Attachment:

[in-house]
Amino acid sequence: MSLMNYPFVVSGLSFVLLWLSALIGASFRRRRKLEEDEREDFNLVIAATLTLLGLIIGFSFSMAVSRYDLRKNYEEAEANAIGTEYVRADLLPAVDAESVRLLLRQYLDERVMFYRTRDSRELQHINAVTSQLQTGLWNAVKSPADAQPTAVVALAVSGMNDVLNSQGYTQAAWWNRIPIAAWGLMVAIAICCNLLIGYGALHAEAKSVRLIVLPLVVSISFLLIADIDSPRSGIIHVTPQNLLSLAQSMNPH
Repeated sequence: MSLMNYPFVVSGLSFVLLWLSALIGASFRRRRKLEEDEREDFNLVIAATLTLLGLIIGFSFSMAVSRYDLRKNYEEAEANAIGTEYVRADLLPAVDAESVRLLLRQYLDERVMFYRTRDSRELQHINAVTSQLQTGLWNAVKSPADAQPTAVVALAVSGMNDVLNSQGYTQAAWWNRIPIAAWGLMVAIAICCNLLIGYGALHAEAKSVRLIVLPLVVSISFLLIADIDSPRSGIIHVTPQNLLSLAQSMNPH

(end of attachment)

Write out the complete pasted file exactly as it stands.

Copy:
[in-house]
Amino acid sequence: MSLMNYPFVVSGLSFVLLWLSALIGASFRRRRKLEEDEREDFNLVIAATLTLLGLIIGFSFSMAVSRYDLRKNYEEAEANAIGTEYVRADLLPAVDAESVRLLLRQYLDERVMFYRTRDSRELQHINAVTSQLQTGLWNAVKSPADAQPTAVVALAVSGMNDVLNSQGYTQAAWWNRIPIAAWGLMVAIAICCNLLIGYGALHAEAKSVRLIVLPLVVSISFLLIADIDSPRSGIIHVTPQNLLSLAQSMNPH
Repeated sequence: MSLMNYPFVVSGLSFVLLWLSALIGASFRRRRKLEEDEREDFNLVIAATLTLLGLIIGFSFSMAVSRYDLRKNYEEAEANAIGTEYVRADLLPAVDAESVRLLLRQYLDERVMFYRTRDSRELQHINAVTSQLQTGLWNAVKSPADAQPTAVVALAVSGMNDVLNSQGYTQAAWWNRIPIAAWGLMVAIAICCNLLIGYGALHAEAKSVRLIVLPLVVSISFLLIADIDSPRSGIIHVTPQNLLSLAQSMNPH